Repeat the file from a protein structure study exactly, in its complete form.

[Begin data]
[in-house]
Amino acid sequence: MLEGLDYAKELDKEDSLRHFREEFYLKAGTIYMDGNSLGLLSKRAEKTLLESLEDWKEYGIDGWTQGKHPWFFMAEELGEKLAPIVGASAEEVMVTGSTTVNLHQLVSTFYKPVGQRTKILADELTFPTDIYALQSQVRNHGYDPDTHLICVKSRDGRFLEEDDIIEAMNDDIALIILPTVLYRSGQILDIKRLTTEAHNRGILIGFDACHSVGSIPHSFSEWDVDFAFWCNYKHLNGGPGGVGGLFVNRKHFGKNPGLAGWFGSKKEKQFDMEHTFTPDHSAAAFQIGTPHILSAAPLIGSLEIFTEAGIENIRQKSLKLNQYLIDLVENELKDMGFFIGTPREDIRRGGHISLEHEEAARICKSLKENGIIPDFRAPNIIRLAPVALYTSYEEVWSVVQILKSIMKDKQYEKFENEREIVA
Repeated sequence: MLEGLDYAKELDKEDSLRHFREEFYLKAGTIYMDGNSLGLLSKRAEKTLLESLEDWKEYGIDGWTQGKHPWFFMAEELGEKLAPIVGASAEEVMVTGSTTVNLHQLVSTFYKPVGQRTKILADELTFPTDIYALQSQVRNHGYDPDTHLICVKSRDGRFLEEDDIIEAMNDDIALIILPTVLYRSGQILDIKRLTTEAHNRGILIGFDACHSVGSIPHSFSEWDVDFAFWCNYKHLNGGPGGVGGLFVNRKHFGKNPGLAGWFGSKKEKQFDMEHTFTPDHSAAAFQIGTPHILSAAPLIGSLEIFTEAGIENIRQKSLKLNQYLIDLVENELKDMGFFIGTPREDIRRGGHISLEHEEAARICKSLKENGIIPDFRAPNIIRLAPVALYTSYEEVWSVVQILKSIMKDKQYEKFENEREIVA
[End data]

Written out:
[in-house]
Amino acid sequence: MLEGLDYAKELDKEDSLRHFREEFYLKAGTIYMDGNSLGLLSKRAEKTLLESLEDWKEYGIDGWTQGKHPWFFMAEELGEKLAPIVGASAEEVMVTGSTTVNLHQLVSTFYKPVGQRTKILADELTFPTDIYALQSQVRNHGYDPDTHLICVKSRDGRFLEEDDIIEAMNDDIALIILPTVLYRSGQILDIKRLTTEAHNRGILIGFDACHSVGSIPHSFSEWDVDFAFWCNYKHLNGGPGGVGGLFVNRKHFGKNPGLAGWFGSKKEKQFDMEHTFTPDHSAAAFQIGTPHILSAAPLIGSLEIFTEAGIENIRQKSLKLNQYLIDLVENELKDMGFFIGTPREDIRRGGHISLEHEEAARICKSLKENGIIPDFRAPNIIRLAPVALYTSYEEVWSVVQILKSIMKDKQYEKFENEREIVA
Repeated sequence: MLEGLDYAKELDKEDSLRHFREEFYLKAGTIYMDGNSLGLLSKRAEKTLLESLEDWKEYGIDGWTQGKHPWFFMAEELGEKLAPIVGASAEEVMVTGSTTVNLHQLVSTFYKPVGQRTKILADELTFPTDIYALQSQVRNHGYDPDTHLICVKSRDGRFLEEDDIIEAMNDDIALIILPTVLYRSGQILDIKRLTTEAHNRGILIGFDACHSVGSIPHSFSEWDVDFAFWCNYKHLNGGPGGVGGLFVNRKHFGKNPGLAGWFGSKKEKQFDMEHTFTPDHSAAAFQIGTPHILSAAPLIGSLEIFTEAGIENIRQKSLKLNQYLIDLVENELKDMGFFIGTPREDIRRGGHISLEHEEAARICKSLKENGIIPDFRAPNIIRLAPVALYTSYEEVWSVVQILKSIMKDKQYEKFENEREIVA